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Parikshith could not be assuaged. He said, "Grandpa! Are you now discarding the throne and the kingdom and placing them on my head. Well, be with me for some years more, teach me the art of government and the principles, and then, you can leave. I was happy and free, romping and roaming with no trace of care, for I was confident I had grandfather to guard me, though I had lost my father. Now, if you too desert me, what will be my fate? You were the centre of all my hopes, the support on which I relied. And, you are plunging me suddenly into despair and deserting me." He wept aloud, rending the hearts of all who saw and heard. He rolled on the ground, holding the feet of the elders.

Arjuna lifted him up with both hands and embraced him. He kept him on his shoulders and fondled him. He wiped the strings of pearly tears that rolled down his cheeks. He could not arrest his own tears while doing so. Turning to the Brahmins standing around gazing at all this, Arjuna asked them why they were only silent witnesses, not attempting to console the boy.

They were really too full of grief themselves to think of assuaging Parikshith. They said, "The sharp words this child is lisping are wounding us like arrows; his anguish is petrifying us. What can we tell him? How can we console him? What can instil courage into him now?"; and they too were overcome with grief.

Kripacharya, the teacher of the family, succeeded at last in suppressing his grief; he wiped off the tears from his own eyes with the ends of his garment; he spoke to Arjuna thus: "What do you want us to tell this boy? We do not feel like saying anything. We are struck dumb. You are this day renouncing the empire which you gained after a victory for which rivers of blood flowed, for which millions laid down their lives, for which you strove for years. You have not ruled over it for a thousand years, no, not even for a couple of centuries, or even for seventy years. Who can say what lies in the womb of time? Of course, the actions of the great will have some inner purpose. Pardon us; you are our overlords; you know best." Kripacharya stood with head bent, for he was heavy with grief.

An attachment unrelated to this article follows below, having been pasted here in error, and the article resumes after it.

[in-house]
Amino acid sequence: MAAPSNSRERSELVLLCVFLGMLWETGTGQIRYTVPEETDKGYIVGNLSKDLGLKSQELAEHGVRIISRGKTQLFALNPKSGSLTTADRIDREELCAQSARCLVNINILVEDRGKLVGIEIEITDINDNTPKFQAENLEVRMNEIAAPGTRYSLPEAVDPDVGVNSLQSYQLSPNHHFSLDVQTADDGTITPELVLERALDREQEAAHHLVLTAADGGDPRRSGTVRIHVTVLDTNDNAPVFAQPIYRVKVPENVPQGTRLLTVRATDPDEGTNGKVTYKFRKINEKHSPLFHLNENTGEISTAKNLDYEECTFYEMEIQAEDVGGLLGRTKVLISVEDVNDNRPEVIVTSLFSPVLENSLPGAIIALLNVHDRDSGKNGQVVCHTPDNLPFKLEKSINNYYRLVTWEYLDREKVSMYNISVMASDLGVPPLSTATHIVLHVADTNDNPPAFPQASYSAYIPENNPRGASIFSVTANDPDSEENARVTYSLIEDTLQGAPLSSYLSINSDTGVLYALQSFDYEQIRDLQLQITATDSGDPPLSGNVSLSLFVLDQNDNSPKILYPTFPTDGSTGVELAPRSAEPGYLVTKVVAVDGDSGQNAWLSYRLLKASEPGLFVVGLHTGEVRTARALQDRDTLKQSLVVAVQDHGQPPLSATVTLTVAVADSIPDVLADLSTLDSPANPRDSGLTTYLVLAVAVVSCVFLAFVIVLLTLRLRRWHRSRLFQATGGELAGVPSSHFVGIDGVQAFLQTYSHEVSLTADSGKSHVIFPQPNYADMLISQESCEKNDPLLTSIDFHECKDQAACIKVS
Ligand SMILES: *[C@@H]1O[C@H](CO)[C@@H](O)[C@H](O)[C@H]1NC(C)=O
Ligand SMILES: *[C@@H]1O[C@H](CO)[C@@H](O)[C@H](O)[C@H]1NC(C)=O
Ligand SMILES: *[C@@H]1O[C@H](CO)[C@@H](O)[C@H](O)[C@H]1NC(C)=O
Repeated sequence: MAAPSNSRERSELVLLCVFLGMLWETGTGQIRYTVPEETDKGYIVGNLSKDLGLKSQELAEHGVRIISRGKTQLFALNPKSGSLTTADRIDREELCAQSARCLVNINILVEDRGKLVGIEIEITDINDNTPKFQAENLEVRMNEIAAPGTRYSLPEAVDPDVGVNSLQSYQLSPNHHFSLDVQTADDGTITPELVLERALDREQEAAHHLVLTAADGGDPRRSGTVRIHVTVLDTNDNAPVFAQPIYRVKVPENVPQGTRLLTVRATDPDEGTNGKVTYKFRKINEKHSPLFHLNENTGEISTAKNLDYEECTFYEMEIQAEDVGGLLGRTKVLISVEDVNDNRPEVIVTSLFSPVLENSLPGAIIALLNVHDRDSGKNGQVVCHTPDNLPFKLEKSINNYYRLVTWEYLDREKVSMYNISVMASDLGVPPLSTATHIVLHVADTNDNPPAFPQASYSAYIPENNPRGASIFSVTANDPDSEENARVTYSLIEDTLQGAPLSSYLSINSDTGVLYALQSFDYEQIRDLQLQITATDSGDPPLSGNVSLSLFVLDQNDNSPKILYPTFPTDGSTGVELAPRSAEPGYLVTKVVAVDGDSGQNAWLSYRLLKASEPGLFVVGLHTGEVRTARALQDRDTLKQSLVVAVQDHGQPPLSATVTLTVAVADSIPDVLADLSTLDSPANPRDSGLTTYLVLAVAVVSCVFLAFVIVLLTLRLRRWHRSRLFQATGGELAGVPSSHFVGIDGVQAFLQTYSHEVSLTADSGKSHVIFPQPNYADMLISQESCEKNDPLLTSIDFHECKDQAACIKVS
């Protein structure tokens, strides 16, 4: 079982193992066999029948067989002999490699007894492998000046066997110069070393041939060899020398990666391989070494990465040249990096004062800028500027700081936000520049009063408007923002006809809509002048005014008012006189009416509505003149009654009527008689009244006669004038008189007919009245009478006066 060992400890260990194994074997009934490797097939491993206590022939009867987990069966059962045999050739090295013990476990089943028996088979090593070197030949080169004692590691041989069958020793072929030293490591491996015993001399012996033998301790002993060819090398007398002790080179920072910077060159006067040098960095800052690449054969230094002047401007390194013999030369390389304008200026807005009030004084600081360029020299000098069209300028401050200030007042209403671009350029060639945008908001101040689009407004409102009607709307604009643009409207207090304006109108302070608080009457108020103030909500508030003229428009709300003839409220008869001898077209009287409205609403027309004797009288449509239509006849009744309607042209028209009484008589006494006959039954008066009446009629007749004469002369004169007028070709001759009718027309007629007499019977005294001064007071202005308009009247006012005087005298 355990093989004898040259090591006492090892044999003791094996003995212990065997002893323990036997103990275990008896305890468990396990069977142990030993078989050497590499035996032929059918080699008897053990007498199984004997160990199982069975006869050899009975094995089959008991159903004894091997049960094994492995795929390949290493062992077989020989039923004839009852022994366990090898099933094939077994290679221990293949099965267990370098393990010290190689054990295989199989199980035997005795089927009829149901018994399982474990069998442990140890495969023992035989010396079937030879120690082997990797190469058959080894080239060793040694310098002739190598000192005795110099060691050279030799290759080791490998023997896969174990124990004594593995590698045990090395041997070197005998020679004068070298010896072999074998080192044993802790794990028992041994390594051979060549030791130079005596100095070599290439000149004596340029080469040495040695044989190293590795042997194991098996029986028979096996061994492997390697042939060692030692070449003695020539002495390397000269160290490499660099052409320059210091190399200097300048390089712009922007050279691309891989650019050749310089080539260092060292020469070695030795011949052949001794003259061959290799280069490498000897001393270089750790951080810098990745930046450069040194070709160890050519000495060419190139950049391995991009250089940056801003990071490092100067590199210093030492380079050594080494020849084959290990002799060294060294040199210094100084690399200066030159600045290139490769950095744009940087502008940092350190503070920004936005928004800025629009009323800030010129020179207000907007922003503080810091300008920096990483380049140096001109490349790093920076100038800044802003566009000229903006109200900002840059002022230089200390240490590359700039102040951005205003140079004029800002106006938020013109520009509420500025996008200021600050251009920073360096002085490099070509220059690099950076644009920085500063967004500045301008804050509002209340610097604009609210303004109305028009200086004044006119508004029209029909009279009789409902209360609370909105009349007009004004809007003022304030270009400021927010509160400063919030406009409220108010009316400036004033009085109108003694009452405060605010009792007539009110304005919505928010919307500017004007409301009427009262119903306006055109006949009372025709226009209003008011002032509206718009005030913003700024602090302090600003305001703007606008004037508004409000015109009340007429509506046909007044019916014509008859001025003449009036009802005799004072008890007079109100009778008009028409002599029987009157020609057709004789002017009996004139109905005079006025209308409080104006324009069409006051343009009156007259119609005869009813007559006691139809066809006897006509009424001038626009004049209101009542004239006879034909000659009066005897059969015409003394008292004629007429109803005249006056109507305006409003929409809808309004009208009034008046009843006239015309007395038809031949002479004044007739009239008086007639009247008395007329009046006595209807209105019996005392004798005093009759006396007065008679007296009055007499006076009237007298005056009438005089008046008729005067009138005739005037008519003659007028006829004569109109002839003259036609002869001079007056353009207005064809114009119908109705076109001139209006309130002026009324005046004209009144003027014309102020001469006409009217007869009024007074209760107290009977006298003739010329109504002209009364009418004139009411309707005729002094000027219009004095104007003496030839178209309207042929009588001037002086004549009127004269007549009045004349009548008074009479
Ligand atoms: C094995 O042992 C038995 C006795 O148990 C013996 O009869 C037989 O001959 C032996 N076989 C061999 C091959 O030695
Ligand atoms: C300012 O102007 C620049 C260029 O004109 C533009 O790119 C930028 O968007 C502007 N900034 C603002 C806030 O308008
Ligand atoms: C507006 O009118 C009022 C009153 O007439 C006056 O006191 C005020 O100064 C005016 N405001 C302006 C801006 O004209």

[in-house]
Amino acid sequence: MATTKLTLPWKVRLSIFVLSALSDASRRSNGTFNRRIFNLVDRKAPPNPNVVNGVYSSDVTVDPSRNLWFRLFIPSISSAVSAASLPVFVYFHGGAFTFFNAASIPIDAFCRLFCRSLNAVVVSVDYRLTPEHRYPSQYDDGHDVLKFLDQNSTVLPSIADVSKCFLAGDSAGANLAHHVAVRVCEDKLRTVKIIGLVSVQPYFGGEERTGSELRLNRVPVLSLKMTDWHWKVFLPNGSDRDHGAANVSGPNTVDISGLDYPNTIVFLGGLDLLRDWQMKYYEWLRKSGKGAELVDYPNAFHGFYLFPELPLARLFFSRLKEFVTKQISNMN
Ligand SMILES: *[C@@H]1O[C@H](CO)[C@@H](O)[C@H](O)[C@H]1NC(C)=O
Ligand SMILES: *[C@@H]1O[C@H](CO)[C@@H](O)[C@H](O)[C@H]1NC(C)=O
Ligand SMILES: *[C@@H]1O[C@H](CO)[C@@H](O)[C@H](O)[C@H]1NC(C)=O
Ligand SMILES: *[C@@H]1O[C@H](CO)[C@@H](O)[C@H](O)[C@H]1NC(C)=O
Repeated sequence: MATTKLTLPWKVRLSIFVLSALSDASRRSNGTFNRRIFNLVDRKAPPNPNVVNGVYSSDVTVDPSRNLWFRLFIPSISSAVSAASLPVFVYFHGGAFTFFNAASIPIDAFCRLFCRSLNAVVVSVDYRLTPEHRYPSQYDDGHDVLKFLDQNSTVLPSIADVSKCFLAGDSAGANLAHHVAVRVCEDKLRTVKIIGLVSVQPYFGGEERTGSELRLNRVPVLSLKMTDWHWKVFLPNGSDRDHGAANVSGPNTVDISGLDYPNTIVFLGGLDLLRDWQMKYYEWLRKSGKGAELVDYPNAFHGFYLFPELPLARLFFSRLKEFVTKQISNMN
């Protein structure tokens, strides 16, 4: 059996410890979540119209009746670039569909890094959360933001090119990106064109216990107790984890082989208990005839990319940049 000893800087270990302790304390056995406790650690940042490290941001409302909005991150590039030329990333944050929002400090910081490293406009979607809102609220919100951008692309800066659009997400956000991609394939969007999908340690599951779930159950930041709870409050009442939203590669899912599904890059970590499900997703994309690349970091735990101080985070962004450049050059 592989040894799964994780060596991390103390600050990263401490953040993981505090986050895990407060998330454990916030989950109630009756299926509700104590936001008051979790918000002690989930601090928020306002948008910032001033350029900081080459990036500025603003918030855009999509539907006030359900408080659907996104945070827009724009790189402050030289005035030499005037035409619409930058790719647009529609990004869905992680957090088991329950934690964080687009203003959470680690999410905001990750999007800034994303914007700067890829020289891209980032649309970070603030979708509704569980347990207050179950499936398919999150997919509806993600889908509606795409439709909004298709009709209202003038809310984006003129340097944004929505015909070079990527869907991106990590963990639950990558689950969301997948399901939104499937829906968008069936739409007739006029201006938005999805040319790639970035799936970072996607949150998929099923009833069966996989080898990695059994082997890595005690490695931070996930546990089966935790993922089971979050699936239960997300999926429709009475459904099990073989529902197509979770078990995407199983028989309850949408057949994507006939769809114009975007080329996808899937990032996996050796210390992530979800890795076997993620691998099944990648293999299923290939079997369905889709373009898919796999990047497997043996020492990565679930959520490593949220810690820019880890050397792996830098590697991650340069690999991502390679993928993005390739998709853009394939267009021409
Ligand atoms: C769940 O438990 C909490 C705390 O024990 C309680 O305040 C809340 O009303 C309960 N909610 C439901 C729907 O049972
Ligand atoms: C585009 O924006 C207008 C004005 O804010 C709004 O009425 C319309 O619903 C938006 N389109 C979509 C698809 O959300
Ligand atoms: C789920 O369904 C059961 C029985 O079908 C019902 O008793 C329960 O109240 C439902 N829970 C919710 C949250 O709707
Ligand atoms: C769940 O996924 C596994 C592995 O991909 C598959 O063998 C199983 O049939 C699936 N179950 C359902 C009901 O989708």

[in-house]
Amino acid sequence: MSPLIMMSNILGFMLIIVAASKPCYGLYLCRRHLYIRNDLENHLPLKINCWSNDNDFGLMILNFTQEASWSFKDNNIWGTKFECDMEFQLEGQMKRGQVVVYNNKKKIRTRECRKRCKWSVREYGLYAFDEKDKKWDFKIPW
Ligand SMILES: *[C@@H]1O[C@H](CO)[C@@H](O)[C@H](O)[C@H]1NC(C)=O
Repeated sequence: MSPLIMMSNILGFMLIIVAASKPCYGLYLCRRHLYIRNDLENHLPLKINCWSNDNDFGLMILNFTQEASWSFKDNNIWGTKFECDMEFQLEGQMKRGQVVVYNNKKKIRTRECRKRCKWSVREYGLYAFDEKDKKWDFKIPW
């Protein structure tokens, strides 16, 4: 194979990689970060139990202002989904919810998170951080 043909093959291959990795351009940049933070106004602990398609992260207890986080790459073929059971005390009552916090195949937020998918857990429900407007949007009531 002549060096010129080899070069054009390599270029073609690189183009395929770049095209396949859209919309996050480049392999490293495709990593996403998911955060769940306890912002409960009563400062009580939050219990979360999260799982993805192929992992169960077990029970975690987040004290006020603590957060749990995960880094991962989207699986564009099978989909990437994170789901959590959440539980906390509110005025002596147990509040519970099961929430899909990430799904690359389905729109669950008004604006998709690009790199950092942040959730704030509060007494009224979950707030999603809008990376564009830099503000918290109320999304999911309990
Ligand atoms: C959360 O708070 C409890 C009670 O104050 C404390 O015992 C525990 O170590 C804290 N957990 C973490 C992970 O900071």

Dharmaraja came forward a few steps and addressed the Acharya. "Every act of mine was according to the command of Krishna, as you know. I dedicated all my activity to Him. I played my role as He dictated. I did not desire or retain any individuality. All my duties and obligations have faded out with the departure of the Lord. Of what use is the survival of Dharmaraja alone, now? I cannot continue on this land even for a minute, since Kali has come to sway. It is your duty now to guard this boy, guide and train him so that he may be secure on the throne. Preserve the adherence to Dharma; continue the dynastic traditions; maintain the honour and fair name of the line. Love him and foster him as your own son." Thus saying, he placed the hands of Parikshith in the hands of Kripacharya. All those who were there, including Dharmaraja and the Acharya were in tears that moment.